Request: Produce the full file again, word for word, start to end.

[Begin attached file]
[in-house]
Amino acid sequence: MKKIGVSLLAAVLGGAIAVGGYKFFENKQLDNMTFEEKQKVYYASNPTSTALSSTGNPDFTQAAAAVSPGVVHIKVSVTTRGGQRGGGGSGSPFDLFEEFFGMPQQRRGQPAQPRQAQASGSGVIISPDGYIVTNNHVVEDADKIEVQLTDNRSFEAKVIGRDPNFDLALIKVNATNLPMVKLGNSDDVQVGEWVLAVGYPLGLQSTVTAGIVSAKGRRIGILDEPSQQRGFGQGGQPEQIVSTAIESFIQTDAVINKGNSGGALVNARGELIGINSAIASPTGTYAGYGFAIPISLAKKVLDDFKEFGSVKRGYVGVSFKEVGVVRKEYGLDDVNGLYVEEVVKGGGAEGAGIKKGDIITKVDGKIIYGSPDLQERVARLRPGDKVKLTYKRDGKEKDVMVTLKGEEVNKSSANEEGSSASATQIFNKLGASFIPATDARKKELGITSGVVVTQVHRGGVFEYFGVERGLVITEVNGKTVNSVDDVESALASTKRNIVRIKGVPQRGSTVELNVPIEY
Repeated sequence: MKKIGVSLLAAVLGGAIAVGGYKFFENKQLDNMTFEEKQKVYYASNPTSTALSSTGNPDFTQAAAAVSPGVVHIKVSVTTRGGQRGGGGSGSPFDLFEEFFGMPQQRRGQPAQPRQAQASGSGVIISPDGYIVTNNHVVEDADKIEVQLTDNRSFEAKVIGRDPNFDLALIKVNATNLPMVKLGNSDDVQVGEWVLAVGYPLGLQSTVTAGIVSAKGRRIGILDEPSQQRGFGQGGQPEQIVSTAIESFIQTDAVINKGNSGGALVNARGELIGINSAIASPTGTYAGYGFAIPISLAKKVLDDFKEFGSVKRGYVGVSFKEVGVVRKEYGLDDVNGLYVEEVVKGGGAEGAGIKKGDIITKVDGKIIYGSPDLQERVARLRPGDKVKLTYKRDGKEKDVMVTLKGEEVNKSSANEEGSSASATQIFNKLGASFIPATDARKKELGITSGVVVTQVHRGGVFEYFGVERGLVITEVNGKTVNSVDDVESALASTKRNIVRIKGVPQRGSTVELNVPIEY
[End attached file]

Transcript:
[in-house]
Amino acid sequence: MKKIGVSLLAAVLGGAIAVGGYKFFENKQLDNMTFEEKQKVYYASNPTSTALSSTGNPDFTQAAAAVSPGVVHIKVSVTTRGGQRGGGGSGSPFDLFEEFFGMPQQRRGQPAQPRQAQASGSGVIISPDGYIVTNNHVVEDADKIEVQLTDNRSFEAKVIGRDPNFDLALIKVNATNLPMVKLGNSDDVQVGEWVLAVGYPLGLQSTVTAGIVSAKGRRIGILDEPSQQRGFGQGGQPEQIVSTAIESFIQTDAVINKGNSGGALVNARGELIGINSAIASPTGTYAGYGFAIPISLAKKVLDDFKEFGSVKRGYVGVSFKEVGVVRKEYGLDDVNGLYVEEVVKGGGAEGAGIKKGDIITKVDGKIIYGSPDLQERVARLRPGDKVKLTYKRDGKEKDVMVTLKGEEVNKSSANEEGSSASATQIFNKLGASFIPATDARKKELGITSGVVVTQVHRGGVFEYFGVERGLVITEVNGKTVNSVDDVESALASTKRNIVRIKGVPQRGSTVELNVPIEY
Repeated sequence: MKKIGVSLLAAVLGGAIAVGGYKFFENKQLDNMTFEEKQKVYYASNPTSTALSSTGNPDFTQAAAAVSPGVVHIKVSVTTRGGQRGGGGSGSPFDLFEEFFGMPQQRRGQPAQPRQAQASGSGVIISPDGYIVTNNHVVEDADKIEVQLTDNRSFEAKVIGRDPNFDLALIKVNATNLPMVKLGNSDDVQVGEWVLAVGYPLGLQSTVTAGIVSAKGRRIGILDEPSQQRGFGQGGQPEQIVSTAIESFIQTDAVINKGNSGGALVNARGELIGINSAIASPTGTYAGYGFAIPISLAKKVLDDFKEFGSVKRGYVGVSFKEVGVVRKEYGLDDVNGLYVEEVVKGGGAEGAGIKKGDIITKVDGKIIYGSPDLQERVARLRPGDKVKLTYKRDGKEKDVMVTLKGEEVNKSSANEEGSSASATQIFNKLGASFIPATDARKKELGITSGVVVTQVHRGGVFEYFGVERGLVITEVNGKTVNSVDDVESALASTKRNIVRIKGVPQRGSTVELNVPIEY